Niedzielski: Immigration, agriculture
Earlier this year, the U.S. Senate passed a commonsense immigration reform measure in a strongly bipartisan fashion. This was an important step in the right direction — especially for producers, farm workers and rural communities.
The historic legislation passed by the Senate provides a pathway to earned citizenship for the 11 million people who are in our country today without authorization. They will have to go to the back of the line, pay fines and settle taxes they owe our nation.
It would modernize the system that we use to bring skilled workers into the United States. And it would put in place the toughest border security plan that America has ever seen — building on steps that have reduced illegal border crossings to their lowest level in decades.
The nonpartisan Congressional Budget Office found that the Senate bill would reduce the deficit over the next 20 years by nearly $850 billion, and the Social Security Administration estimates that this immigration bill would add nearly $300 billion to the Social Security system in the next decade.
This bill is also important for rural America. Recently, the White House economic team released a new report highlighting the positive economic benefits that commonsense immigration reform would provide for agriculture and rural communities.
The report highlights research showing that without a stable workforce, America’s record agricultural productivity will decline in coming years. In Massachusetts, for example, eliminating the immigrant labor force would cost between $40 million and $70 million in short-term production losses. This is a significant cost, considering our state’s 7,691 farms sell approximately $490 million in agricultural products each year. But it is understandable, as noncitizen farm workers accounted for 19 percent of all farm workers in Massachusetts between 2007 and 2011.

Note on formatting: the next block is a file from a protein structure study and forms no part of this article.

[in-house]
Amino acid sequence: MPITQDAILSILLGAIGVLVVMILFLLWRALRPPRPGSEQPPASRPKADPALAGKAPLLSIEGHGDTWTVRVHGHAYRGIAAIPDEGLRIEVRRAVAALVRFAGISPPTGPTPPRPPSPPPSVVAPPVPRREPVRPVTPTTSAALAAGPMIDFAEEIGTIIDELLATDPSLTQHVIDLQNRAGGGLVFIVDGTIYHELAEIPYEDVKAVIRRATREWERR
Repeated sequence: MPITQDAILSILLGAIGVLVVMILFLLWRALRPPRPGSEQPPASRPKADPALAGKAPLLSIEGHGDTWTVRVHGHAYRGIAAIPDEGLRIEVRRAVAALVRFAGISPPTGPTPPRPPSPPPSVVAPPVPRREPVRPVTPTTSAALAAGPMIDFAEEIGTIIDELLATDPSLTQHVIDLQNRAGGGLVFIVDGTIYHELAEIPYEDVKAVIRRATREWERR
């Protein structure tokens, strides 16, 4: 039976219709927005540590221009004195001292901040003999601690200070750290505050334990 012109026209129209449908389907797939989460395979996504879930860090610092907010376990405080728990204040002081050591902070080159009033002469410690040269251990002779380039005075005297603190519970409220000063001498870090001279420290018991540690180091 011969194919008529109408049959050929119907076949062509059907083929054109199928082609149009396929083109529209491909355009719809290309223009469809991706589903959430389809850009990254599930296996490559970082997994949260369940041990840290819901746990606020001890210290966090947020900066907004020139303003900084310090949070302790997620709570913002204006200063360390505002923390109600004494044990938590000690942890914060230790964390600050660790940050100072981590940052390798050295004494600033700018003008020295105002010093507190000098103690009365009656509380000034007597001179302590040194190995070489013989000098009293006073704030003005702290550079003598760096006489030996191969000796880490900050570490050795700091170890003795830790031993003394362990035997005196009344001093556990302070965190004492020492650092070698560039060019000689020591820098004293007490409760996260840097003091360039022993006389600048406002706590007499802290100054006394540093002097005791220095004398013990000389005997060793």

The Senate bill addresses this concern by taking much-needed steps to ensure a stable agricultural workforce, and a fair system for U.S. producers and farm workers. In particular, it would give qualifying farm workers an expedited path to earned citizenship, as long as they continue to work in agriculture. A new temporary worker program would replace the current
H-2A visa program over time, and allow farm workers a three-year visa to work year-round in any agricultural job.
This commonsense system wouldn’t just prevent a decline in production — it would grow the economy. Research highlighted in the White House report projects that an expanded temporary worker program would increase both production and exports across our agriculture sector. That means jobs. According to one study, in 2020 an expanded program would mean 426 new, Massachusetts jobs for U.S. citizens and immigrants in agriculture and related sectors, and increase our state’s real personal income by $19 million in 2012 dollars.
Under the Senate proposal, USDA would play a greater role in implementing farm labor programs and ensuring that farmers and ranchers have all the information they need. As Congress continues to work on this issue, Secretary Vilsack and all of us at USDA are committed to working with lawmakers to be sure they have any technical assistance they might need to finalize these proposals.
Immigration reform is very important for farmers, farm workers and communities across rural America. The majority of our agriculture workforce is made up of immigrants, and their hard work has helped America’s farmers and ranchers lead the world. To remain competitive and keep driving economic growth in rural America, we need rules that work. Rural America needs Congress to act as soon as possible to carry forward the work of the U.S. Senate and fix today’s broken immigration system.
Jon Niedzielski is Massachusetts state executive director with the USDA — Farm Service Agency.